The course gives an overview over the newer literature on electoral authoriatarianism. Several studies have found that autocracies which hold elections are more stable than those who do not. Elections provide legitimation for autocrats – internally among their own populations, and externally in the eyes of the international community. While the coercive capacity of authoritarian regimes remains of crucial importance, this strengthened legitimacy coupled with greater popular representation may reduce the need for repression.
A special focus of the course will be laid on the behavior of actors like opposition groups, ruling parties, or civil society organizations. We will discuss how and when the opposition is able to challenge a ruling regime, and how ruling elites respond to these challenges.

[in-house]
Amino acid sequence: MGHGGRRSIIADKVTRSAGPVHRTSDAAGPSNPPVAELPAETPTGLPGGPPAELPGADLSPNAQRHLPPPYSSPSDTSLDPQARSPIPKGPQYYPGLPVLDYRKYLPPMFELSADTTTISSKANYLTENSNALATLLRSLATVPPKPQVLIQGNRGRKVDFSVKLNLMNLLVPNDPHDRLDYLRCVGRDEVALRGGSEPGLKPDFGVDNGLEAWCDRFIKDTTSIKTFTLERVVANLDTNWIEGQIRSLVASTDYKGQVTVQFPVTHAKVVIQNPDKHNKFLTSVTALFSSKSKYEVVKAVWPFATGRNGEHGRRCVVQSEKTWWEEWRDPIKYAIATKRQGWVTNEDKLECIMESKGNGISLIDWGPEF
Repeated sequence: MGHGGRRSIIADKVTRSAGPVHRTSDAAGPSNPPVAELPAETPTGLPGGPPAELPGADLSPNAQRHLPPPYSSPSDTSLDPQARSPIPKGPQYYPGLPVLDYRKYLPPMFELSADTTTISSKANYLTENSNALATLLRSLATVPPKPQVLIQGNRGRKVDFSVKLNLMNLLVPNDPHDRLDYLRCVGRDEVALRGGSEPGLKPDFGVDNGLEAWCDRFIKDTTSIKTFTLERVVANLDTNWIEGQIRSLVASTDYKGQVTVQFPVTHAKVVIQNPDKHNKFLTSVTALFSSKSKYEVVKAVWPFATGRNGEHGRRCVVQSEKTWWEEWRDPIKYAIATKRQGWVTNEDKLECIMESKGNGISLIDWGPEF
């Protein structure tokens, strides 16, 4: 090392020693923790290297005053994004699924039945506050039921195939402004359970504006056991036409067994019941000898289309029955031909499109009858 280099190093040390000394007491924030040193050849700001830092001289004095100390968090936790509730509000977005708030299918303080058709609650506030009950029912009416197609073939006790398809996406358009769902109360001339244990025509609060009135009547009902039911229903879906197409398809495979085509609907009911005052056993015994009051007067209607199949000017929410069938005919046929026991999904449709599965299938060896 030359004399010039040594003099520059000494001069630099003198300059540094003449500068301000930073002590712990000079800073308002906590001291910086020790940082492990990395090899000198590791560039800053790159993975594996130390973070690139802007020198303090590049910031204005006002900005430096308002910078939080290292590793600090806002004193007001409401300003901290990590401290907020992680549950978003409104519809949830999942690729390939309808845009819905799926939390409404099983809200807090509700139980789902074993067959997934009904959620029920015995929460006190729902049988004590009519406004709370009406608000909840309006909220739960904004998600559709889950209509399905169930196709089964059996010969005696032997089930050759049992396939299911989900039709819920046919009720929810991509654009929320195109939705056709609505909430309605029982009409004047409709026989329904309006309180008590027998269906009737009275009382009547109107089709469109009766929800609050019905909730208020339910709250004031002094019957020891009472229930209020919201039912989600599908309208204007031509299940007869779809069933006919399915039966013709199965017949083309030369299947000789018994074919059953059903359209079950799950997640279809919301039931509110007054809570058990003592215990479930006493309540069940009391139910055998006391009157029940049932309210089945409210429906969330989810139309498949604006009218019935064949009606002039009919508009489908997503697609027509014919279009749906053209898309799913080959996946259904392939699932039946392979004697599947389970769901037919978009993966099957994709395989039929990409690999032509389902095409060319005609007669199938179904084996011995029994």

Art, David. 2012. „What Do We Know About Authoritarianism After Ten Years?“ Comparative Politics 44(3): 351–73.
Gandhi, Jennifer, and Adam Przeworski. “Authoritarian Institutions and the Survival of Autocrats.” Comparative Political Studies 40(11): 1279–1301.
Morse, Yonatan L. 2012. „The Era of Electoral Authoritarianism“. World Politics 64(01): 161–98.